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"It was a tragic end to a life that epitomized the winner-takes-all spirit of American capitalism," said The Economist. Aubrey McClendon, one of the pioneers of the U.S. fracking revolution, died this month in a fiery car crash just hours before he was due in court to face federal antitrust charges. As an early champion of horizontal drilling and fracking, McClendon helped unlock vast new sources of U.S. energy, turning Chesapeake Energy — the company he founded in 1989 — into the country's second-largest producer of natural gas, worth a peak of $35 billion in 2008. But the shale revolution McClendon helped create ultimately proved to be his undoing. The surge in gas production led to a collapse in prices, and in 2013, he was ousted as Chesapeake's CEO by disgruntled investors. On March 1 this year, McClendon was indicted for rigging bids on oil-drilling rights back in the 2000s. The next day, the 56-year-old drove into a concrete embankment on the outskirts of his native Oklahoma City.
Until his death, McClendon was neck-deep in the kind of brash deal-making that defined his career, said Clifford Krauss at The New York Times. After being forced out of Chesapeake, he "almost immediately" began to build another oil and natural gas empire, hoping to develop shale fields in countries like Australia and Argentina. Just as he had at Chesapeake, McClendon borrowed heavily to finance these risky bets. But as energy prices kept tanking, the prospects for his second act diminished. Then came the federal antitrust charges. It's unclear whether McClendon's death was intentional, but in the days leading up to his demise, "the pressure on him had become unrelenting."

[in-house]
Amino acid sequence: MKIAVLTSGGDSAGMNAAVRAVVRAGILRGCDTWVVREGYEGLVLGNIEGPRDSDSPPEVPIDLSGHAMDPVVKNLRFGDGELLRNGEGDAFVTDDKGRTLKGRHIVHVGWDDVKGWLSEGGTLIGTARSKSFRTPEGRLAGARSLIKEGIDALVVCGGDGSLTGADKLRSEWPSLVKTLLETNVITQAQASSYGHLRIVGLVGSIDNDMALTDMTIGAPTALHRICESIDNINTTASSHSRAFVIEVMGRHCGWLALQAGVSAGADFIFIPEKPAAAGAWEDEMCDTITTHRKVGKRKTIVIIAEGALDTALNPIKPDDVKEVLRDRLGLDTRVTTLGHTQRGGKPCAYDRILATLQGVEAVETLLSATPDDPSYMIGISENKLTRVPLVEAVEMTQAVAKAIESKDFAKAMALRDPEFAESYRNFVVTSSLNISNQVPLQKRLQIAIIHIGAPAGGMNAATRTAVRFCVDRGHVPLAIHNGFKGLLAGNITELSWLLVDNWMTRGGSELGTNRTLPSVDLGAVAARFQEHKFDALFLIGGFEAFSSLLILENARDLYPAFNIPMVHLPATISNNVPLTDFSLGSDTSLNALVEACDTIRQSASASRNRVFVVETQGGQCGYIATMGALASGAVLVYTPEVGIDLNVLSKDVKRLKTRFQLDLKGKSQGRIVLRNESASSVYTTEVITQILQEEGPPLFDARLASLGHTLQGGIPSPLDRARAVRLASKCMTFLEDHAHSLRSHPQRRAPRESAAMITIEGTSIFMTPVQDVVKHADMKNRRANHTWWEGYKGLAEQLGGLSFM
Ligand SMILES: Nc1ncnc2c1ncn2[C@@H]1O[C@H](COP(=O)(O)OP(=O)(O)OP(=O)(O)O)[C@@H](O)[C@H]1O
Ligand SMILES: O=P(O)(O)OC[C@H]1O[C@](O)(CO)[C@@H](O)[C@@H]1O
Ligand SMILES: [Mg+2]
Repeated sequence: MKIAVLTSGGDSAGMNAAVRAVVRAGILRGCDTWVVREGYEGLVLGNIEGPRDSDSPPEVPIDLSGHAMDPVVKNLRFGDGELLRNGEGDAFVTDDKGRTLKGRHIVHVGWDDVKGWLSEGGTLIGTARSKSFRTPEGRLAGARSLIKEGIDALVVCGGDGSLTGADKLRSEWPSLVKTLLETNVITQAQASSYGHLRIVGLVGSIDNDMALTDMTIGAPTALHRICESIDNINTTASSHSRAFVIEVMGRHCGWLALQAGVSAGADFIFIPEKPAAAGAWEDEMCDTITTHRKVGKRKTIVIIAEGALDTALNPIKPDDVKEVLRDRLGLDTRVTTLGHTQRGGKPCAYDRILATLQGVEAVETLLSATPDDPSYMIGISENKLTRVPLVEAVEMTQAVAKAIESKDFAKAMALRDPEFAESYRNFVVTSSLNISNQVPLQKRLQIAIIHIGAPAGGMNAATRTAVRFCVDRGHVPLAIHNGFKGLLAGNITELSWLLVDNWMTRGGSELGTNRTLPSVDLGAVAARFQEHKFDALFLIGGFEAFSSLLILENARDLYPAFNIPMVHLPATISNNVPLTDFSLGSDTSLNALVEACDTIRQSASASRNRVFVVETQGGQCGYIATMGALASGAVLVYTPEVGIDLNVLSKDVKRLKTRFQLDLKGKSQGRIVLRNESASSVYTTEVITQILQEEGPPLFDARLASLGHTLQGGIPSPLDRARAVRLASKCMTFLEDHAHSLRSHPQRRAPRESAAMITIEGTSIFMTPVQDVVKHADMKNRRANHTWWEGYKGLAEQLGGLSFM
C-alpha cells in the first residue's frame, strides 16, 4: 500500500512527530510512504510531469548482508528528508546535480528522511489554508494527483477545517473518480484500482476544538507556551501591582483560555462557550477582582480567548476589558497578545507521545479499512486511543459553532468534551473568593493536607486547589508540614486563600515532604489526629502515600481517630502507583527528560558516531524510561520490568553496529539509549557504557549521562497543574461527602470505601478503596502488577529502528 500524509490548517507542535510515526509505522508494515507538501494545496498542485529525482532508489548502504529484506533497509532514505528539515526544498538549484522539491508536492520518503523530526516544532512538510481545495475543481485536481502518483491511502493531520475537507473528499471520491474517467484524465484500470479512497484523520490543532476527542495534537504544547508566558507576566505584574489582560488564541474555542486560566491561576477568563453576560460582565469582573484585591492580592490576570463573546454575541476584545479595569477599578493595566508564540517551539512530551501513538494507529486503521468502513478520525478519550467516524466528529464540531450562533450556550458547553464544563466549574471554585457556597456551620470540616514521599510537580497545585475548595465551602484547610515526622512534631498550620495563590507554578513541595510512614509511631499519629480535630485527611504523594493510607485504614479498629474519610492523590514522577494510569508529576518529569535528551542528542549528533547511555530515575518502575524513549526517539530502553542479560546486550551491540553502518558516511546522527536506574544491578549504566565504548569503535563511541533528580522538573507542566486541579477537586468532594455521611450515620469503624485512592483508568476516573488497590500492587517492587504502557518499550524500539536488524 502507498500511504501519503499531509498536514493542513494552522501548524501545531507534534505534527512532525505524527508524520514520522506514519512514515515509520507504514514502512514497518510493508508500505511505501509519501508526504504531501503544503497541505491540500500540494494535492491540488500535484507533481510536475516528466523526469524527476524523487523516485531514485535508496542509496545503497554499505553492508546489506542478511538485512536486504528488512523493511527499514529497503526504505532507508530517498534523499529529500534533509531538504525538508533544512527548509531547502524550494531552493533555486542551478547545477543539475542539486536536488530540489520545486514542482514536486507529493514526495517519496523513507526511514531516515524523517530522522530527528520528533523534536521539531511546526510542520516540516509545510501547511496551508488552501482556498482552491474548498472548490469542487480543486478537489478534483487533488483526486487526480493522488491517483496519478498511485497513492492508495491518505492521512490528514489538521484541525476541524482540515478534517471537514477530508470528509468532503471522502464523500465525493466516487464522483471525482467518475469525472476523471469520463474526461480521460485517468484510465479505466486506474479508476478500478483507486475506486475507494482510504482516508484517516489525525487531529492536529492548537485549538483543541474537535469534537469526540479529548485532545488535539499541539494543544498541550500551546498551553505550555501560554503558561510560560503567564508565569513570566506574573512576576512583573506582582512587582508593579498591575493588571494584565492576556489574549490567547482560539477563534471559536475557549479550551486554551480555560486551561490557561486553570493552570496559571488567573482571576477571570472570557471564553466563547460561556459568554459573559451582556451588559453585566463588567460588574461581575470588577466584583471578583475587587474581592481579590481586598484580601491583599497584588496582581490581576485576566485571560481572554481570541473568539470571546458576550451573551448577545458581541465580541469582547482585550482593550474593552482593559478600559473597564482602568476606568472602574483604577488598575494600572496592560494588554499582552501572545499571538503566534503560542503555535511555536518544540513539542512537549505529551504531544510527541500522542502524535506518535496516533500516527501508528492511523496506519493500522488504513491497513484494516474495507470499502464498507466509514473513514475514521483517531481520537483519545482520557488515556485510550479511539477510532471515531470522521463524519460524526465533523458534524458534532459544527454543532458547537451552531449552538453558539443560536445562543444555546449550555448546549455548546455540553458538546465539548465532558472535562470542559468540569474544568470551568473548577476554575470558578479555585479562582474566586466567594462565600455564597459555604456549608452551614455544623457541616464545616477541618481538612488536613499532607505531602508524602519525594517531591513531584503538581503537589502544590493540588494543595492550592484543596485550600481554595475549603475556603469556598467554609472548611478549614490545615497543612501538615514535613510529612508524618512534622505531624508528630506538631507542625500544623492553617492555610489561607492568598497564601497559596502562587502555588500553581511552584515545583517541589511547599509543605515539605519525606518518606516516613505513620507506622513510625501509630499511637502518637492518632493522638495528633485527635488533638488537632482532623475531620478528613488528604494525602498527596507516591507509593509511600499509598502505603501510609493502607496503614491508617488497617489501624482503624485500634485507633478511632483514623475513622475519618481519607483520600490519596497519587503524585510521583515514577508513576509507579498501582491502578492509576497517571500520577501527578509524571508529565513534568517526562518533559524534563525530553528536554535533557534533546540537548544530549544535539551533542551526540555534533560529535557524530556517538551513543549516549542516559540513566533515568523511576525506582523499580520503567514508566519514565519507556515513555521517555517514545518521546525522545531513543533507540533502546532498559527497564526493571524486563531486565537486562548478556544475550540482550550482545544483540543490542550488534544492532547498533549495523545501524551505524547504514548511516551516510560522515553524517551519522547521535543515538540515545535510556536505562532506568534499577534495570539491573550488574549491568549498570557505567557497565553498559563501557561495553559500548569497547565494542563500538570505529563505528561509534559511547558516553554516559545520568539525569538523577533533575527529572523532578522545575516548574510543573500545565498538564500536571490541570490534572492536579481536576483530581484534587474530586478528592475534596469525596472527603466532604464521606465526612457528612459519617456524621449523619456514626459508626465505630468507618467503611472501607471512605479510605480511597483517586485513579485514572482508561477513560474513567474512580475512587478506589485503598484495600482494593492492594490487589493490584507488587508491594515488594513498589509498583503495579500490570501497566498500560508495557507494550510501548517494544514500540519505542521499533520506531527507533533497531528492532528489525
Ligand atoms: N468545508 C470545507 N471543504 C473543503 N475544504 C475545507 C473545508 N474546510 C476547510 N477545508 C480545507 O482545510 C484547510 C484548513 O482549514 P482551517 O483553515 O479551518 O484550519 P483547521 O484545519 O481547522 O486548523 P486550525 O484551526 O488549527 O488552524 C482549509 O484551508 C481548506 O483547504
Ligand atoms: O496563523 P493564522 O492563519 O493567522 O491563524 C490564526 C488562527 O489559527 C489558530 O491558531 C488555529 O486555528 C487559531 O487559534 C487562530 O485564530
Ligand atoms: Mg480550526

"I'm having trouble thinking of any other person who has had as much impact on the global economy over the past decade as Aubrey McClendon," said Justin Fox at Bloomberg View. As the man "who led the company that led the fracking boom," McClendon paved the way for the U.S. to end its dependence on foreign oil. His success also helped end "coal's long, dirty reign as the country's main source of electrical power." And yet, outside his hometown and the industry he helped remake, McClendon's legacy has gone mostly unheralded. It's true that McClendon had a "dark side," which included being a "profligate spender of his company's money and a reckless gambler with its fortunes." But Apple and Microsoft also both lost major antitrust cases without denting the reputations of Steve Jobs and Bill Gates. "Drilling holes in the ground" may not generate the same kind of public admiration as running a tech giant, but make no mistake, "Aubrey McClendon changed the world."
Let's not ignore the noxious aspects of McClendon's legacy, said Alleen Brown at The Intercept. "Fracking has become synonymous with environmental crime: earthquakes, bad air, and fouled water." As the technique's "No. 1 pitchman," McClendon somehow managed to convince policymakers and the public that fracking could be the solution to global warming, even though natural gas's "climate-warming emissions rival those of coal." All the while, McClendon's company minted money, and gobbled up millions of acres of drilling leases as regulators struggled to keep up. "Mutilated landscapes in Oklahoma, Texas, Michigan, Ohio, and Pennsylvania will long bear his fingerprints."